Humans are social animals—they live in groups. These networks among people are powerful in shaping behavior, feelings, and judgments. Groups can lead to destructive behavior such as mob violence and aggression, but they can also encourage loyalty, nurturing of others, and achievement, as found in cancer-support groups. Scientific investigation of how groups affect human behavior began as early as 1898, but the main body of research on group functioning began only in the 1940's and 1950's. The study of groups is still a major topic of scientific enquiry.

D. R. Forsyth defined a group as "two or more individuals who influence each other through social interaction." A group may be permanent or temporary, formal or informal, structured or unstructured. Those groups known as support groups may share any of these characteristics.

Why do human beings seek out groups? Social learning theorists believe that humans learn to depend on other people because most are raised within families, where they learn to look to other people for support, validation, amusement, and advice. Exchange theorists, on the other hand, reason that groups provide both rewards (such as love and approval) and costs (such as time and effort). Membership in a group will "profit" the individual if the rewards are greater than the costs. Yet another set of theorists, the sociobiologists, argue that humans form groups because this has a survival benefit for the species. They hypothesize a genetic predisposition toward affiliation with others. It is within groups that the fittest have the greatest chance of survival.

Whatever the reason for forming groups, all groups have important characteristics that must be addressed in seeking to understand why support groups work. First of all, group size is important. Larger groups allow more anonymity, while smaller groups facilitate communication, for example. Group structure includes such elements as status differences, norms of conduct, leaders and followers, and subgroups. Individuals in groups develop social roles—those expected behaviors associated with the individual's position within the group. Roles are powerful in influencing behavior and can cause individuals to act contrary even to their private feelings or their own interests. These roles carry varying degrees of status within the group—who is influential and respected and who is less so. Groups may have subgroups, based on age, residence, roles, interests, or other factors. These subgroups may contribute to the success of the whole or may become cliquish and undermine the main group's effectiveness.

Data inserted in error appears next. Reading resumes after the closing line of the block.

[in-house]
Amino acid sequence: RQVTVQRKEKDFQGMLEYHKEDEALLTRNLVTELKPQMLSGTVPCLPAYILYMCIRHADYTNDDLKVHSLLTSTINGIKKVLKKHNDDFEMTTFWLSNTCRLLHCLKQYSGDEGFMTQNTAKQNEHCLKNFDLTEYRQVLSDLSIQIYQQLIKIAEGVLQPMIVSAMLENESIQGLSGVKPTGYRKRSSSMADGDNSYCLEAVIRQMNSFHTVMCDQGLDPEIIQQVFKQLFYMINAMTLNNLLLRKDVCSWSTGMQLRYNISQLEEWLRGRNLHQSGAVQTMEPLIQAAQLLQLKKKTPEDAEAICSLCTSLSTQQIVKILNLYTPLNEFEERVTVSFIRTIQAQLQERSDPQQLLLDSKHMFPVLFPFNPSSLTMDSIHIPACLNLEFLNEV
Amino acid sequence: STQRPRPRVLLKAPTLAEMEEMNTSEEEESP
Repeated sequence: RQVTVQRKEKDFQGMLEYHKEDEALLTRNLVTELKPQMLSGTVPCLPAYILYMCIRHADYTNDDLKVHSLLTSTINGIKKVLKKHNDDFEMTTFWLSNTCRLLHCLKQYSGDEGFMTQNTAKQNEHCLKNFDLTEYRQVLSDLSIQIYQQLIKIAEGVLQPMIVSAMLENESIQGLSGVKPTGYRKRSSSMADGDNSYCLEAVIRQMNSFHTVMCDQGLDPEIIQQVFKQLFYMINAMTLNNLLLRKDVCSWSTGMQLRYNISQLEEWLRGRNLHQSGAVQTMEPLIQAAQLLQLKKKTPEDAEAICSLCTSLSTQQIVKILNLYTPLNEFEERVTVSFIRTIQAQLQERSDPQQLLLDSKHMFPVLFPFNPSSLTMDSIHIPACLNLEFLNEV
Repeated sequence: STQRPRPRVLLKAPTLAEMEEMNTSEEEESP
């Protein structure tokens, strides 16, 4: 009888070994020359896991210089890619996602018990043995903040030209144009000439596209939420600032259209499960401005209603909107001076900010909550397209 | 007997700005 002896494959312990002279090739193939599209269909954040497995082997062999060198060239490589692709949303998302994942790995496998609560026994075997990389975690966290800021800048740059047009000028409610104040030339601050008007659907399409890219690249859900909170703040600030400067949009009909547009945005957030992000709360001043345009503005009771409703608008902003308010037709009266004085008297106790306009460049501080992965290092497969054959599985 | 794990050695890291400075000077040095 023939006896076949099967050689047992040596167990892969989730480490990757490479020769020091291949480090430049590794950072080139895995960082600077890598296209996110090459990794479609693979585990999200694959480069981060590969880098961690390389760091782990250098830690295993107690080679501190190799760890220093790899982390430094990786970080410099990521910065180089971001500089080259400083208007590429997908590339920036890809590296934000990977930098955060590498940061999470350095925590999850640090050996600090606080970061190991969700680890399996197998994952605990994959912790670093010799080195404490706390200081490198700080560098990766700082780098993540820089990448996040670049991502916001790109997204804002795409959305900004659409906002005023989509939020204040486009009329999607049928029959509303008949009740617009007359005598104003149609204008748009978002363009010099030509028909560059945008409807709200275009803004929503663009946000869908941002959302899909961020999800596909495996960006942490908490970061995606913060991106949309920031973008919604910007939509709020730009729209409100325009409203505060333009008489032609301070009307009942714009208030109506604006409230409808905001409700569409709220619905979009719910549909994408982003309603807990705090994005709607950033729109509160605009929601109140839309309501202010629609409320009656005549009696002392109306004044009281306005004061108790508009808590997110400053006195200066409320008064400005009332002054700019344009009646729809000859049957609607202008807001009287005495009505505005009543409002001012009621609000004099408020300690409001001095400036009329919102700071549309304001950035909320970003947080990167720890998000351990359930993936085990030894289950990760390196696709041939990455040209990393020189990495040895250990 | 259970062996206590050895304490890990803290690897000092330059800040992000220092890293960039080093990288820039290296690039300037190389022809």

Groups also have varying degrees of cohesion. Cohesion reflects the strength of attachments within the group. Sometimes cohesion is a factor of how well group members like one another, sometimes a factor of the need to achieve an important goal, and sometimes a factor of the rewards that group membership confers. All groups have communication networks, or patterns of openness and restrictions on communication among members.

Group norms are those attitudes and behaviors that are expected of members. These norms are needed for the group's success because they make life more predictable and efficient for the members. Leadership may be formal or informal, may be task oriented or people oriented, and may change over time. Finally, all groups go through fairly predictable stages as they form, do their work, and conclude. The comprehensive term for the way a group functions is "group dynamics."

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Stammering Its Cause and Its Cure

Stammering Its Cause and Its Cure

This book discusses the futility of curing stammering by common means. It traces various attempts at curing stammering in the past and how wasteful these attempt were, until he discovered a simple program to cure it. The book presents the life of Benjamin Nathaniel Bogue and his struggles with the handicap. Bogue devotes a great deal of text to explain the handicap of stammering, its effects on the body and psychology of the sufferer, and its cure.

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